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Details of Grant 

EPSRC Reference: EP/L018446/1
Title: Intelligent Positioning in Cities using GNSS and Enhanced 3D Mapping
Principal Investigator: Groves, Dr P D
Other Investigators:
Ellul, Dr C
Researcher Co-Investigators:
Project Partners:
Ordnance Survey Royal National Inst of Blind People RNIB S T Microelectronics
Department: Civil Environmental and Geomatic Eng
Organisation: UCL
Scheme: Standard Research
Starts: 02 June 2014 Ends: 01 June 2018 Value (£): 361,097
EPSRC Research Topic Classifications:
RF & Microwave Technology
EPSRC Industrial Sector Classifications:
Transport Systems and Vehicles Electronics
Related Grants:
Panel History:
Panel DatePanel NameOutcome
04 Feb 2014 EPSRC ICT Responsive Mode - Feb 2014 Announced
Summary on Grant Application Form
Poor positioning performance in dense urban areas is a major obstacle to the practical realisation of new technologies such as navigation for the visually impaired, tracking people with chronic medical conditions, augmented reality, advanced lane control systems for vehicles and advanced railway signalling systems.

The Global Positioning System (GPS) provides metres-level positioning in open environments. However in dense urban areas, buildings block, attenuate, reflect and diffract radio signals, limiting the real-time positioning accuracy to 10-50m when enough signals can be received to calculate a position. Other radio positioning technologies are typically no more accurate, while position obtained from dead reckoning degrades with time. Optical techniques developed by the robotics community are more suited to some applications than others and are still undergoing research to make them more reliable and efficient.

Using the new global navigation satellite systems (GNSS) constellations (i.e., GLONASS and, in future, Galileo and Compass) in addition to GPS improves the availability of satellite-based positioning in urban areas. However, to improve the accuracy, a new approach to positioning is needed and the increasing availability of 3D mapping provides an opportunity to achieve this.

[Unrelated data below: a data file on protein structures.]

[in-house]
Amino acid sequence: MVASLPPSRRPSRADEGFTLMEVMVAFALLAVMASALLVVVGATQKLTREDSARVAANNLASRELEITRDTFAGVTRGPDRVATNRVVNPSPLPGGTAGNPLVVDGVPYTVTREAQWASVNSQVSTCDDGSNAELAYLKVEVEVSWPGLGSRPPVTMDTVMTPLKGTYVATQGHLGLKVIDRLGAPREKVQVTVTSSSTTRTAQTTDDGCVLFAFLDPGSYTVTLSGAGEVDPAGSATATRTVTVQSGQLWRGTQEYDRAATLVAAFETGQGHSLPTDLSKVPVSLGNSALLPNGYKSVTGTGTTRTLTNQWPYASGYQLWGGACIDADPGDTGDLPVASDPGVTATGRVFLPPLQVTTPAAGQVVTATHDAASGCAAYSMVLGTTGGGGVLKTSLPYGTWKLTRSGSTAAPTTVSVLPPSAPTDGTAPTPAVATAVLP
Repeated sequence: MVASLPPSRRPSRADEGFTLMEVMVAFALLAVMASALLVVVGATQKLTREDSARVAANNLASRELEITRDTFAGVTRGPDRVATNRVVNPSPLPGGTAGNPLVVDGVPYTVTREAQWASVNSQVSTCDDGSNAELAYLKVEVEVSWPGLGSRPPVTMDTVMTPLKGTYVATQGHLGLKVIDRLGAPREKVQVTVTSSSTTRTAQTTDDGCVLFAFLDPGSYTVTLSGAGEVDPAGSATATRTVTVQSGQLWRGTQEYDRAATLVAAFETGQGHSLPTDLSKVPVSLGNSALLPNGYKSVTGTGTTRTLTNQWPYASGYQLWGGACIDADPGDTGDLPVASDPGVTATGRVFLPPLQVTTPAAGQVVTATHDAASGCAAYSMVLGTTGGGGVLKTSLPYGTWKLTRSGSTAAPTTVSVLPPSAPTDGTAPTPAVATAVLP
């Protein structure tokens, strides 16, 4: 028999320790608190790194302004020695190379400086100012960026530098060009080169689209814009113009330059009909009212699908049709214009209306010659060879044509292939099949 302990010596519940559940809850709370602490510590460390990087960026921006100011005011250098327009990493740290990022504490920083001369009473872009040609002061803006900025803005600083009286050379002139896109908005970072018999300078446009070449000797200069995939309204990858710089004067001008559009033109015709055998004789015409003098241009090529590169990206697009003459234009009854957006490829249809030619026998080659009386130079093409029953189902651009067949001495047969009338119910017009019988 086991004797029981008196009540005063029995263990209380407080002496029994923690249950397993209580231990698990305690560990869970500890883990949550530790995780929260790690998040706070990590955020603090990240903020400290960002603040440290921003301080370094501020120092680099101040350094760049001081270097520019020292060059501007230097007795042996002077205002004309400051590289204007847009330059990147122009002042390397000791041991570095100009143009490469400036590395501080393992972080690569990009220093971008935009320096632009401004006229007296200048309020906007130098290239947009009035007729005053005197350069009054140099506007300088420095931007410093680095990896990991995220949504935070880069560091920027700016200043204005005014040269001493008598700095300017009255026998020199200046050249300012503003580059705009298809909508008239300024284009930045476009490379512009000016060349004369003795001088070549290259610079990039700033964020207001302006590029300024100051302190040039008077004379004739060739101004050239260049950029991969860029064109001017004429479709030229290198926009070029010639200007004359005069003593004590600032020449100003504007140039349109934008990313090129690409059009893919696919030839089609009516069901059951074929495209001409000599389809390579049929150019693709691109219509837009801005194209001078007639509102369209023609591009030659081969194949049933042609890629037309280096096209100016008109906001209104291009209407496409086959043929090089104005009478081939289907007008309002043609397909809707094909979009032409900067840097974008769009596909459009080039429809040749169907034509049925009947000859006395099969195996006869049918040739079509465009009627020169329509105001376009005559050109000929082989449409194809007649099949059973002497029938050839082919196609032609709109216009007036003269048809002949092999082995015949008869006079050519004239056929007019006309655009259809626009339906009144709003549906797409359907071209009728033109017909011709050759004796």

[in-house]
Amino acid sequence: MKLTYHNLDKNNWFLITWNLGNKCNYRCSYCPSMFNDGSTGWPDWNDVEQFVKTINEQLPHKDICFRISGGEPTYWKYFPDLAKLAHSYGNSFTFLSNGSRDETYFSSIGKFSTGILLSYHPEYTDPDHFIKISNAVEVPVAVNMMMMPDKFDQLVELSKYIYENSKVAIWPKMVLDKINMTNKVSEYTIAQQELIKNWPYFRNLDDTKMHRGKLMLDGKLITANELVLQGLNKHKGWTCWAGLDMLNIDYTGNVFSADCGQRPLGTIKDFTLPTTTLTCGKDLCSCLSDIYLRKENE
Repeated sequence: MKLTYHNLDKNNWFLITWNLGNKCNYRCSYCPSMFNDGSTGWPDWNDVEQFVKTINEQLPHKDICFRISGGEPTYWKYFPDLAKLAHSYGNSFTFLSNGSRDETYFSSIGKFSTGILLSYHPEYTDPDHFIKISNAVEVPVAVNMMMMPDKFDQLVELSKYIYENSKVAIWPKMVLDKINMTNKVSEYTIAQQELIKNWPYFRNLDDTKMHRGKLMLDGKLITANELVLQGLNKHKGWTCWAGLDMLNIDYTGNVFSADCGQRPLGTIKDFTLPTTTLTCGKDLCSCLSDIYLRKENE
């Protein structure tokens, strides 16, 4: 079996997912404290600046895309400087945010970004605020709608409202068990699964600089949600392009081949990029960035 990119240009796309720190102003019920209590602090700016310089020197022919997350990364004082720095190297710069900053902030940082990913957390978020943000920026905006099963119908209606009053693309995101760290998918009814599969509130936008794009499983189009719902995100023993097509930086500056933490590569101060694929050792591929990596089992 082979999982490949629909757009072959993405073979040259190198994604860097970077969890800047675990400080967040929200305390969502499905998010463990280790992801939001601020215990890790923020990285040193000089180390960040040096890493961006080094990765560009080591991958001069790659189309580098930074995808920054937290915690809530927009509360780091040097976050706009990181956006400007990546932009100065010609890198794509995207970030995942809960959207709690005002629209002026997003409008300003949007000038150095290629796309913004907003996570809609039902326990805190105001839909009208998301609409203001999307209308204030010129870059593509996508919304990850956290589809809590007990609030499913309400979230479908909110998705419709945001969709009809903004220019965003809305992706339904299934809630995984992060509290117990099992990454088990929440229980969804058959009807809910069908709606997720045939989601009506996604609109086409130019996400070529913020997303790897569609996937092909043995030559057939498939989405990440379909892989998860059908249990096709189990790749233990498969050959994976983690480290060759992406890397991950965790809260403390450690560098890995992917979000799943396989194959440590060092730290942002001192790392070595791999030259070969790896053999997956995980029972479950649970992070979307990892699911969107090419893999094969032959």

The aim of this project is thus to improve the accuracy of real-time mobile positioning in urban areas to within a few metres by combining multi-constellation GNSS with 3D mapping, a concept known as intelligent urban positioning. By exploiting knowledge of the surroundings provided by 3D city models and rebuilding the positioning algorithms from the bottom up to make use of all available information, a step change in positioning performance can be achieved, unlocking the potential for a host of new positioning applications.

This research will build on UCL's track record of innovation in urban positioning, including the development of a brand new GNSS positioning method known as shadow matching. This project will investigate new ways of using 3D mapping to aid ranging-based GNSS positioning and then combine this with shadow matching to obtain the best overall position solution. Testing will be conducted under a wide range of scenarios to assess how the performance varies as a function of the urban environment, the class of GNSS user equipment used and the characteristics of the 3D mapping. Finally, context detection algorithms will be developed to determine when the positioning system is in an environment suitable for the algorithms developed under this project and when it is in an environment where conventional GNSS algorithms or an indoor positioning technique should be deployed instead.

By improving the accuracy and reliability of urban positioning, a successful outcome of this project would unlock the potential for many new applications that can both contribute to the economy and provide solutions to societal problems, while improving the reliability of many existing technologies. Positioning technology that can determine the correct side of the street and identify adjacent buildings is a key component of automated guidance for visually impaired pedestrians. More accurate emergency caller location and tracking of people with chronic medical conditions enables response teams to arrive more quickly. Augmented reality will benefit from a more efficient overlaying of information on the surrounding environment. Researchers mapping patterns of air pollution or wheelchair accessibility in cities will be able to quickly and cheaply geolocate information to within a few metres. More reliable identification of traffic lanes and railway tracks will support the development of advanced intelligent transport systems. Route guidance for visitors to cities, location of friends and business associates in complex or crowded urban environments, and location-based advertising will also benefit.

Key Findings
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